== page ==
Figure 2. Comparison of green cover (%) between traffic treatments divided by turf species, mowing height (0.625-inch fairway, top; 2.5-inch rough, bottom) and date in 2015. During drought, traffic was applied once weekly (16 golf cart passes), and the areas received no further traffic to assess turf recovery. Solid horizontal green line signifies a benchmark of 75% green cover for discussion purposes. At each date, within each mowing height of each turf species, means with a common letter or no letters are not significantly different.

 

% green cover, 2016

Click on image to enlarge:
Traffic stress turf
Figure 3. Comparison of green cover (%) between traffic treatments divided by turf species, mowing height (0.625-inch fairway, top; 2.5-inch rough, bottom) and date in 2016. During drought, traffic was applied once weekly (16 golf cart passes), and the areas received no further traffic to assess turf recovery. Solid horizontal green line signifies a benchmark of 75% green cover for discussion purposes. At each date, within each mowing height of each turf species, means with a common letter or no letters are not significantly different.


Our results indicate that if traffic stress continues during acute drought, there is less likelihood of observing a noticeable difference between trafficked and non-trafficked areas in cool-season turfgrasses compared with warm-season turfgrasses. However, if traffic is applied to cool-season turfgrasses during drought stress, green cover and turf quality will nevertheless decrease faster than if traffic had not been applied.

Effect of mowing height
In both years, there was a larger separation in green cover between traffic treatments at the rough mowing height than at the fairway mowing height within each turfgrass species (Figures 2-4). This may have occurred because the rough mowing height has more leaf area than the fairway mowing height, which could result in more water loss in the rough and increase its susceptibility to drought stress compared with the fairway. For example, compared with respective non-trafficked plots, traffic in fairway plots reduced green cover by 26% in warm-season turfgrasses but did not statistically affect green cover in cool-season turfgrasses at the end of the drought. However, traffic in rough plots reduced green cover by 33% in cool-season turfgrasses (excluding Kentucky bluegrass in 2016) and 43% in warm-season turfgrasses (Figures 2, 3). Therefore, traffic stress during a drought period will accelerate the decline in green cover and quality, which may be more apparent on higher-mowed turfgrass, and superintendents therefore may need to monitor and manage traffic more closely in rough than in fairway areas during dry periods.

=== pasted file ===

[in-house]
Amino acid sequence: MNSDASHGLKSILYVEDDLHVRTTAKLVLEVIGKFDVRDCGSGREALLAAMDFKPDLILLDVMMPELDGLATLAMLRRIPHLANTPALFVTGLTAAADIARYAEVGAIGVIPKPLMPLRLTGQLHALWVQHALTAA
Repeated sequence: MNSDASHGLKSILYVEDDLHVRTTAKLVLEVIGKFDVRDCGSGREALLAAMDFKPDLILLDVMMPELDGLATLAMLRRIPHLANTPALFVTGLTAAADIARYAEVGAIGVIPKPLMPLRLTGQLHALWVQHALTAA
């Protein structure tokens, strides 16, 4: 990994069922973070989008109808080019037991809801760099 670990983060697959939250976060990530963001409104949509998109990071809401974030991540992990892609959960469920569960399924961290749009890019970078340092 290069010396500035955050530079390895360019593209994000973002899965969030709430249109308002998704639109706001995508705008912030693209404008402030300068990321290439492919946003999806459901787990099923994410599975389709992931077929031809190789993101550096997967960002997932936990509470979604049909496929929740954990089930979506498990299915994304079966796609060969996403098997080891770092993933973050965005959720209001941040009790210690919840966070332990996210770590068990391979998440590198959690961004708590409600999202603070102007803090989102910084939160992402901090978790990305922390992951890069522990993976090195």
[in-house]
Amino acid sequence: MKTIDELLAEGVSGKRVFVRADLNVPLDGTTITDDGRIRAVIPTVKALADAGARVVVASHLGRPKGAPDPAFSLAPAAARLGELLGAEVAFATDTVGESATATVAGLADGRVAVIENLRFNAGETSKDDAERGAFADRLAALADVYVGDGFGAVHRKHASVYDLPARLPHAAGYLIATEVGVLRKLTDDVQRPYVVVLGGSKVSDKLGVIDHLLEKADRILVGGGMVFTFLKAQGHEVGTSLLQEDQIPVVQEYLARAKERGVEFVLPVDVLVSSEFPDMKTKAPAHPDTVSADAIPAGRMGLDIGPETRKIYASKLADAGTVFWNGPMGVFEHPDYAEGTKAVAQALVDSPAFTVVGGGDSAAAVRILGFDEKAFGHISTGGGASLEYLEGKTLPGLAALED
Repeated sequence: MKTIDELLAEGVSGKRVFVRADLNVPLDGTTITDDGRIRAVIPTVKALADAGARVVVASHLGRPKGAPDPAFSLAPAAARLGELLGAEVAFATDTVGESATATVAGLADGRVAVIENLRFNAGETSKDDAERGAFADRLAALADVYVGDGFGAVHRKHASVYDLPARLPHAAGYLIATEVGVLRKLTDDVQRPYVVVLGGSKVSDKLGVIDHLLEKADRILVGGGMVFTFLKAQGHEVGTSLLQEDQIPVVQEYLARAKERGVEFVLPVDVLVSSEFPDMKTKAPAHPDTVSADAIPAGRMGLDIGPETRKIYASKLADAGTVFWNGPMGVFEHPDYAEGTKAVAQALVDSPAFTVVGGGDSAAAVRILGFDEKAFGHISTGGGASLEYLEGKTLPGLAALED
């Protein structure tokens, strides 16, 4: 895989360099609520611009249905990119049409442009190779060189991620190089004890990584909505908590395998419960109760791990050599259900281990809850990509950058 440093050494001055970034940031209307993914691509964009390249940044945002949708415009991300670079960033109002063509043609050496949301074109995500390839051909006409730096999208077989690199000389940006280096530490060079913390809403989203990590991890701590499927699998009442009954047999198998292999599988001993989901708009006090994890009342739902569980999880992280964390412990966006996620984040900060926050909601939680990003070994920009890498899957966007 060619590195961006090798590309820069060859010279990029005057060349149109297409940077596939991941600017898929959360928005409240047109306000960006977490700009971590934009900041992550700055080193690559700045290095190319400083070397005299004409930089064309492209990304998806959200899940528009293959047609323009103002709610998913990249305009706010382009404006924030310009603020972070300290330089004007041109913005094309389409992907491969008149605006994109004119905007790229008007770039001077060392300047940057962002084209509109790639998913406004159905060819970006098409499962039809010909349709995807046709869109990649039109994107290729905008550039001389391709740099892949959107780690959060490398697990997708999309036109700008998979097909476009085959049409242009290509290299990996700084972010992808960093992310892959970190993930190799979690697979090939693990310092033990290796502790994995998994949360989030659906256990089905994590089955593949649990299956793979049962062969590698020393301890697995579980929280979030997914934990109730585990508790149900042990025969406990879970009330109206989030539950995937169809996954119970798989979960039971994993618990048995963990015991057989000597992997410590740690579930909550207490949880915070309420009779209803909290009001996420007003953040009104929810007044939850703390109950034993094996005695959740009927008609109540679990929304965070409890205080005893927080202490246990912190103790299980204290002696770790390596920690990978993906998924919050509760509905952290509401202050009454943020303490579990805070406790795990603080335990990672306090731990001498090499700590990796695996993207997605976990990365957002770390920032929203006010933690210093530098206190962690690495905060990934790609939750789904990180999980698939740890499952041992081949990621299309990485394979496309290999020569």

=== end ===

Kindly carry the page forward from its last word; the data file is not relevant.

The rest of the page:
Golf cart turf stress
Figure 4. One replication of the research plots in Manhattan, Kan., on Aug. 4, 2016 (39 days of drought + 96 cumulative golf cart traffic passes within the white lines). Plots included perennial ryegrass (P), buffalograss (B), Kentucky bluegrass (K) and zoysiagrass (Z) at golf course rough height (2.5 inches; 6.3 centimeters) (left) and golf course fairway height (0.625 inch; 1.6 centimeters) (right). Areas outside of the white lines received no golf cart traffic.


At the end of the 41-day drought in both years, turf plots with the numerically highest green cover and quality within each mowing height were most often the two warm-season turfgrasses, regardless of traffic treatment (Figures 2, 3).